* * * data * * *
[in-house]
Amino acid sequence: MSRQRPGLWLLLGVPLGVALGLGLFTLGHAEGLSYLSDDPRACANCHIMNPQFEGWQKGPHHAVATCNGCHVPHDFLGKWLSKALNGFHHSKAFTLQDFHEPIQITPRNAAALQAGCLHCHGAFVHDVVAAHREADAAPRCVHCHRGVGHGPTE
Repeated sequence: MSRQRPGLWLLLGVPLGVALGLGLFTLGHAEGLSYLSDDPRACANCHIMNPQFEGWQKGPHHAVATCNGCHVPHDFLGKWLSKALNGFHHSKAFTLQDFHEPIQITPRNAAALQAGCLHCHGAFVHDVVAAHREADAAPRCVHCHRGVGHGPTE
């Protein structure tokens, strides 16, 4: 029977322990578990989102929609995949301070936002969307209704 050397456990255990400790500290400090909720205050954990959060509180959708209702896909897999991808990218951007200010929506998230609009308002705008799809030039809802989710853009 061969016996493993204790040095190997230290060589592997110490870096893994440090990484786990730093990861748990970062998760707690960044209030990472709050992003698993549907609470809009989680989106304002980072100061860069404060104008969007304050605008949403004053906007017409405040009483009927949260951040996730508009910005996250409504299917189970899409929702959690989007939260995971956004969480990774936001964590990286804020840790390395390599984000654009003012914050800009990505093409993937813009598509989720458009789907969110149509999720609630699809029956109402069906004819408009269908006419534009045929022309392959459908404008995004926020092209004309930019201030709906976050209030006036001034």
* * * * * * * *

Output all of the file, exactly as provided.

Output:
[in-house]
Amino acid sequence: MSRQRPGLWLLLGVPLGVALGLGLFTLGHAEGLSYLSDDPRACANCHIMNPQFEGWQKGPHHAVATCNGCHVPHDFLGKWLSKALNGFHHSKAFTLQDFHEPIQITPRNAAALQAGCLHCHGAFVHDVVAAHREADAAPRCVHCHRGVGHGPTE
Repeated sequence: MSRQRPGLWLLLGVPLGVALGLGLFTLGHAEGLSYLSDDPRACANCHIMNPQFEGWQKGPHHAVATCNGCHVPHDFLGKWLSKALNGFHHSKAFTLQDFHEPIQITPRNAAALQAGCLHCHGAFVHDVVAAHREADAAPRCVHCHRGVGHGPTE
């Protein structure tokens, strides 16, 4: 029977322990578990989102929609995949301070936002969307209704 050397456990255990400790500290400090909720205050954990959060509180959708209702896909897999991808990218951007200010929506998230609009308002705008799809030039809802989710853009 061969016996493993204790040095190997230290060589592997110490870096893994440090990484786990730093990861748990970062998760707690960044209030990472709050992003698993549907609470809009989680989106304002980072100061860069404060104008969007304050605008949403004053906007017409405040009483009927949260951040996730508009910005996250409504299917189970899409929702959690989007939260995971956004969480990774936001964590990286804020840790390395390599984000654009003012914050800009990505093409993937813009598509989720458009789907969110149509999720609630699809029956109402069906004819408009269908006419534009045929022309392959459908404008995004926020092209004309930019201030709906976050209030006036001034």